Gerard family reflects on brotherly love that cultivated Red’s gold-medal talent
SILVERTHORNE — When Red Gerard and family moved to Summit County a dozen years ago, the then 7-year-old had no idea the snowboarding opportunity he was in for. As the family vehicle pulled along the southern inlet to Dillon Reservoir, near Summit High School, Red looked up at the telephone lines and the hill underneath.
“And I asked my brothers if that was the ski resort because I was so used to small hills back home in Ohio,” he said. “I was not used to the stuff that we were going to go snowboard on. I slowly learned just how big the mountains were, bombing the whole hill and sliding onto my butt. I probably did that for a week straight before I learned how to link turns and stuff like that, and I was having so much fun doing it.”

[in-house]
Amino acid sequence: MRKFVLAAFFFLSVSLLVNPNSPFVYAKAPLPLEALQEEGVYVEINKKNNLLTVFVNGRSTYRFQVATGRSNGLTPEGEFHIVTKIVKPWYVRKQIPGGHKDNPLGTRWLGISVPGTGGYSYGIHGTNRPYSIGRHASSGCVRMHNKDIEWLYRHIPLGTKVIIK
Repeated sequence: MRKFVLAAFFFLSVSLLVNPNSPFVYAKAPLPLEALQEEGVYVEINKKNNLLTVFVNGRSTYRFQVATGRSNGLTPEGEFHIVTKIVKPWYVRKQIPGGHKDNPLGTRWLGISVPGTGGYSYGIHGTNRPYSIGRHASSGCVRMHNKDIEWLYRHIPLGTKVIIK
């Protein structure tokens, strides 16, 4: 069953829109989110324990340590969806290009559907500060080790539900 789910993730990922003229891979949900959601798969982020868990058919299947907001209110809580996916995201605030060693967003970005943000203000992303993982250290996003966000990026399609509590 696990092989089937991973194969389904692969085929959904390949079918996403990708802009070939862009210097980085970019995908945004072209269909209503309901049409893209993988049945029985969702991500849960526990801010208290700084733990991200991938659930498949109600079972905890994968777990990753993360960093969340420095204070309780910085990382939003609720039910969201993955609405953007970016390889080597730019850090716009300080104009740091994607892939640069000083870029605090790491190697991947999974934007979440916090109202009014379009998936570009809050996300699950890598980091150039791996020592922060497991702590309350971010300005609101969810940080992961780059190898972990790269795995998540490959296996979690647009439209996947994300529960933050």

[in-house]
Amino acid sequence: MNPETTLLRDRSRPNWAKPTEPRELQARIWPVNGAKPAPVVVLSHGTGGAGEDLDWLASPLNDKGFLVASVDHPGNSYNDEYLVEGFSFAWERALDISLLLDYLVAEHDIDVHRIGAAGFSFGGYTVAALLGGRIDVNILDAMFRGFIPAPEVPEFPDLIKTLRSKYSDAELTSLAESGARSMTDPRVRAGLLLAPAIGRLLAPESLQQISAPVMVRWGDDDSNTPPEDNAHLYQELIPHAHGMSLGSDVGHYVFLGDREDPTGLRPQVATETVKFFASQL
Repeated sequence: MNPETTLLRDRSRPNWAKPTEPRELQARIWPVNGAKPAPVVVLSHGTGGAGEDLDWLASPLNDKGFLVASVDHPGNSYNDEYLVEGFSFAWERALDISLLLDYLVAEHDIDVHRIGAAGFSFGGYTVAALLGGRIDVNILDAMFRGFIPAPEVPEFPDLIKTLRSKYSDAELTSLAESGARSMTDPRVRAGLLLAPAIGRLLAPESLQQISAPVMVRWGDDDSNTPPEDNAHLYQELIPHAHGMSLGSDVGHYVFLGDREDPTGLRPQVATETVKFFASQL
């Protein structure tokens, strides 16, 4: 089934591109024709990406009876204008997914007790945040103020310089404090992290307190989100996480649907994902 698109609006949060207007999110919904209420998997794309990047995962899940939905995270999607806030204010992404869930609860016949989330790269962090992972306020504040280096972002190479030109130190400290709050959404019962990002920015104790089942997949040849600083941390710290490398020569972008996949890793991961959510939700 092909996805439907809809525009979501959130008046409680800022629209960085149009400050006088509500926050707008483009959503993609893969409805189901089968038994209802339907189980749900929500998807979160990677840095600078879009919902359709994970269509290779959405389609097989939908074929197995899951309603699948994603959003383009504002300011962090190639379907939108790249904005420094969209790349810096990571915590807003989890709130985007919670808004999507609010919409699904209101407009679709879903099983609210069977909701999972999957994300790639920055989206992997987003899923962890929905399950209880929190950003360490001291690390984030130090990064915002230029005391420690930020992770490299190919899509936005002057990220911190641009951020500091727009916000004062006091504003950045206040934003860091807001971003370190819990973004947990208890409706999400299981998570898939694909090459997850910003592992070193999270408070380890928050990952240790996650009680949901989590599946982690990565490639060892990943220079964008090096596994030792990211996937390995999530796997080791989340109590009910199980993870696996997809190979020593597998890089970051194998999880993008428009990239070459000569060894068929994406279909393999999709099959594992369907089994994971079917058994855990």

A dozen short years later, Red has followed in the snowboard tracks of his brothers and other friends in Summit County to become one of the world’s favorite snowboarders. An Olympic gold medalist and Burton U.S. Open and Dew Tour champion before the age of 20, Red has put together a resume right up there with the greatest names in the county’s hallowed snowboard history. Over the past quarter century, Summit County has arguably been the snowboard capital of the world, with legendary riders from Justin Reiter to Todd Richards to Chad Otterstrom, and many more, calling Breckenridge home.